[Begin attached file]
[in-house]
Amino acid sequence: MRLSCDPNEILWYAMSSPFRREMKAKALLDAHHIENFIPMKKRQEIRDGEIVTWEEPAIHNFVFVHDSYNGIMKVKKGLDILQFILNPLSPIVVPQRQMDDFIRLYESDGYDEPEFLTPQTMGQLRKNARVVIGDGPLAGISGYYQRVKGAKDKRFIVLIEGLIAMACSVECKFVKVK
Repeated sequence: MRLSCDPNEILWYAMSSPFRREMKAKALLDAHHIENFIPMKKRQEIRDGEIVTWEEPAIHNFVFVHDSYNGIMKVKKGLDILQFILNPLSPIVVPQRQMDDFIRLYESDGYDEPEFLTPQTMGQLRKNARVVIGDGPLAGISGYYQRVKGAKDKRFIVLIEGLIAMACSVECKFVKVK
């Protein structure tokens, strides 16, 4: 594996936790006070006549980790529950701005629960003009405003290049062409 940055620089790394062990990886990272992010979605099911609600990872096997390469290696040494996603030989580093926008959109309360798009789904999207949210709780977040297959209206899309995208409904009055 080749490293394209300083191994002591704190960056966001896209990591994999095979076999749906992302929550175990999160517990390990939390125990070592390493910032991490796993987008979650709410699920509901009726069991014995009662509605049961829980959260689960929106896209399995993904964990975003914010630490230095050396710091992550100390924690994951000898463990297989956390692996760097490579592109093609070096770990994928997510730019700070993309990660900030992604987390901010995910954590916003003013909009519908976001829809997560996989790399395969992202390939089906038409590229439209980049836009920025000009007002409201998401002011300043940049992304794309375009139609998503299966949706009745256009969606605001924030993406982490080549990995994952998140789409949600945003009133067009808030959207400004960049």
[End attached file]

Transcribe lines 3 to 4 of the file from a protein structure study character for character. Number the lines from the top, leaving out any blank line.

Repeated sequence: MRLSCDPNEILWYAMSSPFRREMKAKALLDAHHIENFIPMKKRQEIRDGEIVTWEEPAIHNFVFVHDSYNGIMKVKKGLDILQFILNPLSPIVVPQRQMDDFIRLYESDGYDEPEFLTPQTMGQLRKNARVVIGDGPLAGISGYYQRVKGAKDKRFIVLIEGLIAMACSVECKFVKVK
């Protein structure tokens, strides 16, 4: 594996936790006070006549980790529950701005629960003009405003290049062409 940055620089790394062990990886990272992010979605099911609600990872096997390469290696040494996603030989580093926008959109309360798009789904999207949210709780977040297959209206899309995208409904009055 080749490293394209300083191994002591704190960056966001896209990591994999095979076999749906992302929550175990999160517990390990939390125990070592390493910032991490796993987008979650709410699920509901009726069991014995009662509605049961829980959260689960929106896209399995993904964990975003914010630490230095050396710091992550100390924690994951000898463990297989956390692996760097490579592109093609070096770990994928997510730019700070993309990660900030992604987390901010995910954590916003003013909009519908976001829809997560996989790399395969992202390939089906038409590229439209980049836009920025000009007002409201998401002011300043940049992304794309375009139609998503299966949706009745256009969606605001924030993406982490080549990995994952998140789409949600945003009133067009808030959207400004960049």